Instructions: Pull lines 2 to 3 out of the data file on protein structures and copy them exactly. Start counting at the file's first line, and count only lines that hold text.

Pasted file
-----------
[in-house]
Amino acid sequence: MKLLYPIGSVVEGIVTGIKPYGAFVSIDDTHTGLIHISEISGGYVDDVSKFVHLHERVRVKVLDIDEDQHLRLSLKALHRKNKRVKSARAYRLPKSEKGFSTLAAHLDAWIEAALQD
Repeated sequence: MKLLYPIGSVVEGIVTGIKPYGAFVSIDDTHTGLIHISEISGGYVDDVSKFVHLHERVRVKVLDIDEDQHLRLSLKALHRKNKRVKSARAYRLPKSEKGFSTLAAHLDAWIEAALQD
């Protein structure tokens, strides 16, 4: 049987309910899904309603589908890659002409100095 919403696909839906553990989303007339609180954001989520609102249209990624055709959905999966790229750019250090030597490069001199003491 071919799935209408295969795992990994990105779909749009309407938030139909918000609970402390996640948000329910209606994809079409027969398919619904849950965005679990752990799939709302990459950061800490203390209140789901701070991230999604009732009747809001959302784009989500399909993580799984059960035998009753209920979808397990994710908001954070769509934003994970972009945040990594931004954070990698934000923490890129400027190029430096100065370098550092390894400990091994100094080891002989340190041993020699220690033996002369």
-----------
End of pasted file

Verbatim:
Amino acid sequence: MKLLYPIGSVVEGIVTGIKPYGAFVSIDDTHTGLIHISEISGGYVDDVSKFVHLHERVRVKVLDIDEDQHLRLSLKALHRKNKRVKSARAYRLPKSEKGFSTLAAHLDAWIEAALQD
Repeated sequence: MKLLYPIGSVVEGIVTGIKPYGAFVSIDDTHTGLIHISEISGGYVDDVSKFVHLHERVRVKVLDIDEDQHLRLSLKALHRKNKRVKSARAYRLPKSEKGFSTLAAHLDAWIEAALQD